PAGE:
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Bolokang Mmakgotso

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Say ‘Jambo’ to swahili

‘New’ language gets people talking

Speaking at a memorial service for the late Tanzanian President, John Magufuli, President Mokgweetsi Masisi dropped a bombshell.

“We have introduced Swahili into our curriculum,” announced Masisi, his statement receiving thunderous applause from his Tanzanian audience, where Swahili is an official language.
Closer to home, however, and Masisi’s comments were met with bemusement.

‘When was Swahili introduced and why?’ were reactions echoed up-and down the land as The Voice took to the streets to get the peoples thoughts on a foreign language being taught in school.

Bolokang Mmakgotso (38, Gabz)

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I really don’t know what to say because to me it is quite a shock to receive such news.

I have schooled at the University of Botswana where there were many different languages such as the Chinese language and many others one could enrol in.

I, for one, am wondering what is the relevance of hurrying to teach such a foreign language, and is our Setswana language taught in these countries?

Looking at our neighbouring country South Africa, one person can know a total of seven local languages whereas here it’s very rare.

As old as I am, I only know Setswana and a bit of Kalanga and that on its own it’s shaming because there is no trace of patriotism in all this.

Katso Sibanda (21, Gabz)

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There is absolutely no problem with Swahili being taught in schools.

Truth is, I have a lot of questions regarding the importance of the language to the lives of graduates.

Katso Sibanda

I want to know if the language can be used in the real world to better the lives of graduates.

Usually a language is taught either to be used for work or to make connections at an international level.

So I want to understand if after they learn the language, will there be anything that follows regarding the significance of it?

Bosele Kgomotso (42, Gabz)

We have many local languages such as Sekgalagadi, Sekalaka and Sesarwa that represent our other tribes here at home.

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I am just wondering instead of teaching foreign languages in schools, why don’t we teach these local ones.

Bosele Kgomotso

For this reason alone I do not support the introduction of Swahili at all.

Chenamani Dambe (21, Matobo)

I do not agree with the idea of Swahili being taught in schools.

We have many different languages in our country, why can’t school-kids be taught about them?

Chenamani Dambe

How is Swahili important and why is it superior than our languages?

When and where will one ever need to speak Swahili?

Bojothe Mbulawa (19, Sekakangwe)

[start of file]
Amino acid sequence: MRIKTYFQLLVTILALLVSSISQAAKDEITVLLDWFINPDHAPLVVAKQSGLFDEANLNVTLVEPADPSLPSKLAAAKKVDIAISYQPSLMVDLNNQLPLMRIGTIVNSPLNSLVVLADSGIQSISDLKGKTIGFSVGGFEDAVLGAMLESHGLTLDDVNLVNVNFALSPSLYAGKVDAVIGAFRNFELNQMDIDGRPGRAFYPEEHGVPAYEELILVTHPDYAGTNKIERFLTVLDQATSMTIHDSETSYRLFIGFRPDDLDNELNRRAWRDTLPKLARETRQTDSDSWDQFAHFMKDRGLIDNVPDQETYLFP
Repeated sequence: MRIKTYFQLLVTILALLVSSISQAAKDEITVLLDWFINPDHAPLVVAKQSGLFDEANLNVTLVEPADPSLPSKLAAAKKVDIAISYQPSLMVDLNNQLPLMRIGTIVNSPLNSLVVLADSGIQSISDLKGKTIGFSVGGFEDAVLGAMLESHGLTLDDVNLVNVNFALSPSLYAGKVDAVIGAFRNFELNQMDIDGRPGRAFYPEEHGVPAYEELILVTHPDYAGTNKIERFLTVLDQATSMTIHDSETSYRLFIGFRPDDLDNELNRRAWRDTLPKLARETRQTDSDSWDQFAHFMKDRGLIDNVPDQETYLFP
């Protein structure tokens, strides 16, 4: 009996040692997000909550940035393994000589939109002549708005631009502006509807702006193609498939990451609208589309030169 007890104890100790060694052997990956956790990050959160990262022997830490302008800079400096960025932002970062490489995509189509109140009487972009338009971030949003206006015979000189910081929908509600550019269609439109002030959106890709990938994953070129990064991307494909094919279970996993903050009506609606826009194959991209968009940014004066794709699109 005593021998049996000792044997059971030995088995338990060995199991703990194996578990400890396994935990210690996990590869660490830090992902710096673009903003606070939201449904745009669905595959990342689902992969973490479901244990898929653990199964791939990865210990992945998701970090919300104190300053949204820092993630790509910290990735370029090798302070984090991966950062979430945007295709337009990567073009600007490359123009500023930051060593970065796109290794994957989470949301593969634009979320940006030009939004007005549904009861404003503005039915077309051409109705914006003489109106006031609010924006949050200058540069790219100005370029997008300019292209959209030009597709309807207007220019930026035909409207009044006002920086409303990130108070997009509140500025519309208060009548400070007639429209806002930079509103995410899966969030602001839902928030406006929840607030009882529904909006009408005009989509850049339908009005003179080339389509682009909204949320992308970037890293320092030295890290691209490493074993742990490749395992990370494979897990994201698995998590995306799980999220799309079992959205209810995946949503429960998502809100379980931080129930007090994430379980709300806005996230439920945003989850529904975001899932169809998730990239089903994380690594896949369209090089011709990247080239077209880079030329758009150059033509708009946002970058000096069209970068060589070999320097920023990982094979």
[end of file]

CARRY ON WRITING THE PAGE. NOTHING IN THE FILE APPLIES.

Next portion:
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What is the importance of learning Swahili?

How will it benefit a Motswana?

Bojothe Mbulawa

And why Swahili all of a sudden when we have our own languages?

My self, I do not need to learn Swahili.

The people who will be taught it, how will they communicate with us who completed school because we don’t speak it!

Itumeleng Dube (20, Matshelagabedi)

I do not have a problem with Swahili be taught in schools so students know about it.

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Itumeleng Dube

Maybe after finishing school they will find jobs in Tanzania and it will be easier for them to communicate when they get there.

We have to learn other languages and not just dwell only on Setswana.

Monametsi Mosupiemang (20, Gweta)

I don’t want Swahili taught in our schools because it does not have any importance.

Monametsi Mosupiemang

We need Kalanga to be taught in schools because most of Bakalaka children are struggling with Setswana.

How can we introduce a foreign language in our country while we are still struggling with our own tongue!

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2 Comments

2 Comments

  1. Martin Blachon

    30/03/2021 at 20:16

    English is not a foreign language ? Chinese is not a foreign language ? Why africans hate themselves like that ? I come from France and I learned swahili to do business in Africa. There is a lot of business to do in Kenya and Tanzania. Many friend of mine from Africa complain about economic opportunities being taken by whites in Africa. I am not surprised when I read such reactions…

    Africans should not cry (like always) when economic opportunities will be taken by Europeans, Chineses and Indians who learned swahili in their universities. Some Africans are always backwards, that’s hilarious

  2. Chris

    05/04/2021 at 14:40

    I will have to agree with Martin on this one. There are some good reasons to learn the language as its a very common language spoken in the upper parts of Africa. In that way of thinking we can facilitate more Intra-Africa Trade which should be beneficial to Africans. It has also been introduced to South African schools as well.

    Regarding local languages, there needs to be some way to preserve them but sadly their use in the larger global context is limited. This is not just an issue with Botswana but with many countries as English is still the most prevalent of languages.

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